From the importance of ‘good branding’, through to ‘triple drench resistance’, and even a visit from one of Wairere UK’s Scottish clients, James Logan.
Click on the Newsletter to see what Wairere NZ have been up to lately!
Photo: Hogget and her lambs
Just ask any pre-school child who their favourite person in the world is and virtually in all cases the answer will be “MUM”, once passed their teenage years the answer is usually the same. Mums matter big time and no more so than with sheep, we need our ewes to be maternal, more lambs will survive the first few important hours after birth, lambs grow closer to their full potential if mum is looking after them and milking, if mum can count she does not lose or forget her lambs – It’s the key to cheaper lamb production – she does all the work because she just loves her children. Not all sheep do! A lot of terminal breed ewes are certainly not the best mums in the world. I have been sheep farming for nearly 40 years; the first 20 years running a cross bred flock .I changed to a New Zealand Romney flock in 2000 and have never looked back. I guess this makes me a slow learner!
When we have New Zealand sheep farmers visiting us, they are all surprised at how focused the average UK sheep farmer is on the terminal sires he is going to put over his ewes, but pays little thought to the maternal instincts of his ewe flock and how they can be improved. Yet she is going to have a huge effect on cost of production i.e. extra management at lambing time, lamb survival, lamb growth, creep feed etc.
As sheep farmers we don’t want tups that will throw lambs with big heads and wide shoulders -they don’t pass easily through the birth canal and if stressed at birth they are dozy for hours afterwards and therefore not getting that vital colostrum as soon as possible. Maternal ewes with large pelvic areas are the trick to lamb survival which is a key area of profitability – dead lambs don’t make money! It’s not all about lambing percentages – survival matters! The kiwi farmers understand the importance of maternal traits and are constantly trying to improve them within their flock. ”It’s like depositing money in the bank” if she is trouble why breed from her get- those genetics out of the flock! It all comes back to having a self-replacing flock where you are in control of the genetics, the cost of replacements, and the bio security of the flock.
Virtually all dairy farmers breed their own replacements from their best cows- Why don’t you? Do yourself a favour and try a Wairere Ram! New Zealand’s national flock is predominately self-replacing and has been for decades (Ever.) Wairere is the number one ram seller in N.Z which has hugely demanding farmers as its clients. Wairere could possibly be the largest single ram seller in the world as they have joint venture flocks in South America and Australia and well as in the UK. We are not just New Zealand Romneys we are Wairere New Zealand Romneys – there is a big difference.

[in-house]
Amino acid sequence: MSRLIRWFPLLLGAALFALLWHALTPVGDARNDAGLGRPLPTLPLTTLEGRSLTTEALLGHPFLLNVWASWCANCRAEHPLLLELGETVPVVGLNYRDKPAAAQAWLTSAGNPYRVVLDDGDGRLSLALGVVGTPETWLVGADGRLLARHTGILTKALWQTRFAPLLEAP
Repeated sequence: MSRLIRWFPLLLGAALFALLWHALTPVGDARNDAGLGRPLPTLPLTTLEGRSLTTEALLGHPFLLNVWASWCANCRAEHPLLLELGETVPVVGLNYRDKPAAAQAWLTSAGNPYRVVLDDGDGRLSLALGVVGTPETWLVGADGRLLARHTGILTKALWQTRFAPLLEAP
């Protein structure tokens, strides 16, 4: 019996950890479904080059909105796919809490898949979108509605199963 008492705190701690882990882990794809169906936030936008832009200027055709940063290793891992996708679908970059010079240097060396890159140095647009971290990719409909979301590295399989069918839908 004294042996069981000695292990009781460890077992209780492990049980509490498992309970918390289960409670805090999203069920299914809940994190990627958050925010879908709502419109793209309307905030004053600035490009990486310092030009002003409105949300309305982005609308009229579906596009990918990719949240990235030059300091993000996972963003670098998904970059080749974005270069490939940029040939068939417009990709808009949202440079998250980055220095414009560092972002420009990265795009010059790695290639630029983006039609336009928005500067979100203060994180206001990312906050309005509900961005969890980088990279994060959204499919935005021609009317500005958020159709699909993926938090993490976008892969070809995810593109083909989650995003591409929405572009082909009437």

This spring has not been without its challenges (understatement) and it has been very encouraging to have had a number of clients ring up and say how pleased and relieved they have been to be running Wairere bred stock. The same comments have also been aired as the drought continues to grip. Sheep need to be bred for resilience and constitution and at Wairere they have been doing this for decades, they are not a fancy named x bred, but a proper self-replacing animal that has been honed over 60 years. You can’t sell 3500 plus rams a year in New Zealand without ticking all the boxes.
The icing on the cake is that Wairere UK performance record them on a second quality, forage only diet – NO Concentrates. The Wairere ewe is a deep gutted animal that is very happy to perform on second quality grass, or if you are lucky enough to have a farm that actually grows grass stock her a lot heavier.
Get in touch with us as we would love to hear from you.
This year marks our 3rd annual ram sale day. There will be over 300 rams for sale and each ram comes with a set up genomic breeding values, enabling you to choose the best ram for you.
Please email Locksfarm@googlemail.com to secure your place and then we will be sending out all of the data/info of all of the rams beforehand.
It’s been a tough Spring for everyone and the Wettest and coldest it’s been in March/April for some time. The weather and lack of Spring growth has really tested the sheep. But as always, the sheep have surprised us and come out of it very well, with ewes picking out the driest areas they can and with lambs having good vigour to get up and drink even when being born into standing water sometimes. We have spoken to clients up and down the country and it’s been a gritty one for many, but with the ewe lambs almost finished now the weather looks to be improving so lambs can finally get some sunshine on their backs!
Almost 6,000 ewes were put to the ram this year with the following results:
4,244 Mixed aged ewes averaged 180%
1,587 Ewe lambs averaged 91%
The ewe lambs slightly struggled with second quality forage and could have been pushed harder but overall there was a good twinning rate and very few empty, so with over 9,000 lambs forecast it’s going to be a busy Spring.